Internal injuries can be deceiving; a dog struck by a car may not show any initial symptoms. His seemingly unscathed demeanor could be his body's response to shock. Accidental poisoning is another, commonly unobserved source of internal injuries. Several symptoms can point to an internal injury, ranging from depression to bloody urine. If you know your dog has experienced physical trauma or observe unusual changes or symptoms, contact your veterinarian immediately. The best way to prevent internal injuries is to constantly know your dog's whereabouts.
Video of the Day
Changes in Demeanor and Eating
A sign of something serious can be as subtle as your dog just "not being himself." Changes in your dog's mood, such as depression and lethargy, can signify an internal injury, notes veterinarian Janet Roark of Hill Country Veterinary in Austin, Texas. This is so particularly if he also loses interest in eating. Use these potential early indicators to monitor him carefully, paying close attention to his breathing, bathroom habits and physical comfort or signs of weakness while walking or lying down.
More Obvious Symptoms
Roark advises dog owners to look for changes in breathing and respiration, coughing or vomiting up blood, pale gums and a weak pulse. Observe whether your dog whimpers when you touch him or try to keep him up, or it looks like his abdomen is "tucked up." Seemingly inexplicable bruising can occur hours after trauma impacts your dog's body, so contact your vet immediately if you notice any bruising. While most dogs experience the occasional bouts of diarrhea, black diarrhea is a red flag and could indicate an internal injury.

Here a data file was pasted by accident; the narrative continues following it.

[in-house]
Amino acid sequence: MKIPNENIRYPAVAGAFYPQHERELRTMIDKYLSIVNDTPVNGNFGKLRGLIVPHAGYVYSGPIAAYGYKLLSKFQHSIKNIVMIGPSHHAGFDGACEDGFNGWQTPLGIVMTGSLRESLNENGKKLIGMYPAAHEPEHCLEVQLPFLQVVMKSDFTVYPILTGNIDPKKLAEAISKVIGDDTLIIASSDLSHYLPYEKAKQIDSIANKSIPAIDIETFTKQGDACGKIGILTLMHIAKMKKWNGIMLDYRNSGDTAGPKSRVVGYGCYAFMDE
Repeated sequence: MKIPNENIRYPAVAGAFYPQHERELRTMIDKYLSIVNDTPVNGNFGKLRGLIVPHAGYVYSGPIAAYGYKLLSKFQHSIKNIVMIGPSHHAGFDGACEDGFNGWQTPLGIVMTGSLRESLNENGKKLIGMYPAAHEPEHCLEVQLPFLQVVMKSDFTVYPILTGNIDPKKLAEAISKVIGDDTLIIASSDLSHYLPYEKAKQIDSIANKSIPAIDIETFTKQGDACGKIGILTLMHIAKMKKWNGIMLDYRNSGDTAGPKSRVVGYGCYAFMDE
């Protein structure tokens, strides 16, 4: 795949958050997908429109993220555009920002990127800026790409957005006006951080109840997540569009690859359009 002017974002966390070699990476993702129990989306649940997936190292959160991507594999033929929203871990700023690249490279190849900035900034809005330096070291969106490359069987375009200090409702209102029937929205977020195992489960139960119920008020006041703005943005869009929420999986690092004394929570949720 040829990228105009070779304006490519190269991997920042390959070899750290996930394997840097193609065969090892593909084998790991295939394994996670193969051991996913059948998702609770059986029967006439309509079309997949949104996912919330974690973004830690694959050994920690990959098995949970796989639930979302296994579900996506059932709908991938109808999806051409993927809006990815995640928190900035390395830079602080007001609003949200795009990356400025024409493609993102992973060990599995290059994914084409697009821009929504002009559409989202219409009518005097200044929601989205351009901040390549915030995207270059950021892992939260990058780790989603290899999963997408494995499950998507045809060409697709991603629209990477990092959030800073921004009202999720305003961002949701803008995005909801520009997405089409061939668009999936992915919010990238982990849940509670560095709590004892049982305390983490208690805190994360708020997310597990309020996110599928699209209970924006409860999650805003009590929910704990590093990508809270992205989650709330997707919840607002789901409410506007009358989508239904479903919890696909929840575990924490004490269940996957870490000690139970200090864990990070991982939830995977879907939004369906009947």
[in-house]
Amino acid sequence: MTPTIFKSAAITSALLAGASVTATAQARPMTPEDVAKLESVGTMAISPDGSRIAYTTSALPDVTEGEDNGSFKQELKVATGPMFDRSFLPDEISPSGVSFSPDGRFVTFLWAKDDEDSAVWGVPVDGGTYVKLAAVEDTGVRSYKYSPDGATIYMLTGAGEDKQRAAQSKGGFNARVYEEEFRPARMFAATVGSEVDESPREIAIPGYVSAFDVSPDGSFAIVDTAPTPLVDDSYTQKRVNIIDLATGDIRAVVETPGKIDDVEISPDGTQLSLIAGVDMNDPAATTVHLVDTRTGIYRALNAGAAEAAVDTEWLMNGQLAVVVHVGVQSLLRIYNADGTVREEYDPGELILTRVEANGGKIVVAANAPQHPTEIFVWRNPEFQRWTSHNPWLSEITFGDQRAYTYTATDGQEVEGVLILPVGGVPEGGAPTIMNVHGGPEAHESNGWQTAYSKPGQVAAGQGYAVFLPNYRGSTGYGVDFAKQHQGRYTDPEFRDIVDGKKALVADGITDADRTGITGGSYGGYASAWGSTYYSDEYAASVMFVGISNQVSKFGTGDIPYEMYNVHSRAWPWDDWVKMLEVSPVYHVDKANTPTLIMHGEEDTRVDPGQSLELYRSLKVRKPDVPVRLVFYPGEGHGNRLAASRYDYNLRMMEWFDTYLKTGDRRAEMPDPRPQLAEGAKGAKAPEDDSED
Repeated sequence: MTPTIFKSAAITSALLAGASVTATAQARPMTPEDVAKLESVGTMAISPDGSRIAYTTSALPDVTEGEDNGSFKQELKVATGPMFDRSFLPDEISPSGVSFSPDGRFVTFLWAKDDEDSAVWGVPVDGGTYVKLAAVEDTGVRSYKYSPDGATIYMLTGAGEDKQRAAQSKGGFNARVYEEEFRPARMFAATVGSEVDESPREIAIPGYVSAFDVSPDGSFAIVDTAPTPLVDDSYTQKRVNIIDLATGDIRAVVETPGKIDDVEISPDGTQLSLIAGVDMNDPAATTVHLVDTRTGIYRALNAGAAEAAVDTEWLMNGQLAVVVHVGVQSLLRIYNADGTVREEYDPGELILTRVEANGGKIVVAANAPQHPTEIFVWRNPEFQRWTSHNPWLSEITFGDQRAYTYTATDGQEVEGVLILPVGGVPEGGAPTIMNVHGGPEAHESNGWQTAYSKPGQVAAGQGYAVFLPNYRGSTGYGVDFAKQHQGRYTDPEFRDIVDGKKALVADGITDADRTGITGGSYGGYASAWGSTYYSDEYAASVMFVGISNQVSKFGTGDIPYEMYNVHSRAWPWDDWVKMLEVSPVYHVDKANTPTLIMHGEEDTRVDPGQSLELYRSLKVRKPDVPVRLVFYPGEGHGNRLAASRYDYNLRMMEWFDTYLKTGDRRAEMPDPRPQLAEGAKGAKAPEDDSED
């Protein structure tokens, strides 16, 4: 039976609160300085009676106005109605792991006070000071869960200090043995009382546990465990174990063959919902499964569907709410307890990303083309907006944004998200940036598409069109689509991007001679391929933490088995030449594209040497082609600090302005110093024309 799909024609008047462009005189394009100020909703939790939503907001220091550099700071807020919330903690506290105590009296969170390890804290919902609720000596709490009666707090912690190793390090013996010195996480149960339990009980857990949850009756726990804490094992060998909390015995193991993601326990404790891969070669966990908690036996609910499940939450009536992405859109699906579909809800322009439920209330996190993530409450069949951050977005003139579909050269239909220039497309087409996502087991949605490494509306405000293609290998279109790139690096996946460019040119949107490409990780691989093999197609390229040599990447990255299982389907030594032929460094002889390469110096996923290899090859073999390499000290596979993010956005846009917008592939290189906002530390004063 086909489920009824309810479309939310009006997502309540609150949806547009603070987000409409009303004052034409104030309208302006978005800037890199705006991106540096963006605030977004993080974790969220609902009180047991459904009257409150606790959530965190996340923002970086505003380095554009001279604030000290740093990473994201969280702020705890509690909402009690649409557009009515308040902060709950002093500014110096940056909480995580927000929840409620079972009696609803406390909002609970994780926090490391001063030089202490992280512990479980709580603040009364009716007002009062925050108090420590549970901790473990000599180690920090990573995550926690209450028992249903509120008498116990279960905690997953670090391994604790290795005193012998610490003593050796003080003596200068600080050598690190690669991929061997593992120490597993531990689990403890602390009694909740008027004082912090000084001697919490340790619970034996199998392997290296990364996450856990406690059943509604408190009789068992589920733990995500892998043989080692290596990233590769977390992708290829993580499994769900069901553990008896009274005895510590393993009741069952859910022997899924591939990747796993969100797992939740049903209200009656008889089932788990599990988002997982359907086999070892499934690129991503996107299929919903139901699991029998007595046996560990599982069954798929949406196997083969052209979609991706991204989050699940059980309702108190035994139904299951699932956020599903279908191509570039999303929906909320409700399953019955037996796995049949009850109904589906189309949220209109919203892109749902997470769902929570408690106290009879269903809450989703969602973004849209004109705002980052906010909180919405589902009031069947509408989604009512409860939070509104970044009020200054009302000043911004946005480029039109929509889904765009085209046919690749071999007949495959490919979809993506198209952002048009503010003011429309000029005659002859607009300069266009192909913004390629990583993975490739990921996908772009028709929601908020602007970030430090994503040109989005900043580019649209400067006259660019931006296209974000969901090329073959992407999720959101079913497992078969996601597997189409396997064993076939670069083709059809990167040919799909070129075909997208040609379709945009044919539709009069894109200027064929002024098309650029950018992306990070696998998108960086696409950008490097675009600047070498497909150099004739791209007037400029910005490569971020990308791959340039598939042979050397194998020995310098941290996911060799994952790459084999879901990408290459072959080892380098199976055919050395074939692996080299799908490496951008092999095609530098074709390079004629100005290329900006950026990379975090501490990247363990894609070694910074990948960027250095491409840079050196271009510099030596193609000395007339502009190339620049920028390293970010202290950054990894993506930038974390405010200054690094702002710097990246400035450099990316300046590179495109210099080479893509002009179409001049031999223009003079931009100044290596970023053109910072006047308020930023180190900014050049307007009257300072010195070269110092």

Signs of Physical Trauma
Even if you don't witness a traumatic collision or injury but see physical signs, take your dog to a veterinarian immediately. In addition to bruising, a scrape or irritated skin could be road rash and a sign that some impact occurred -- even unexplained shortened toenails should make you suspicious. If you see bleeding from a puncture, or a displaced or protruding bone, try to cover the area with a clean cloth but don't let that significantly delay your trip to the vet clinic or hospital. If your dog actively resists being touched, call your vet; he may have to be sedated for both his and your safety.
Ingesting rodent poison is an unfortunately common occurrence in dogs. Many rat poisons contain anticoagulants that prevent the blood from clotting. Your dog may not show any symptoms until days later; many of the symptoms are identical to a blunt trauma injury, as well as nose bleeds and bleeding from the rectum. Quick diagnosis and treatments is critical. Certain human medications also contain anticoagulants, so keep them out of your dog's reach.
Treatment for an internal injury can include intravenous fluids for shock and pain relief, sutures and bandages, or even blood transfusions. Follow your veterinarian's instructions closely; your dog may need several weeks or even months to make a full recovery.
Always check with your veterinarian before changing your pet’s diet, medication, or physical activity routines. This information is not a substitute for a vet’s opinion.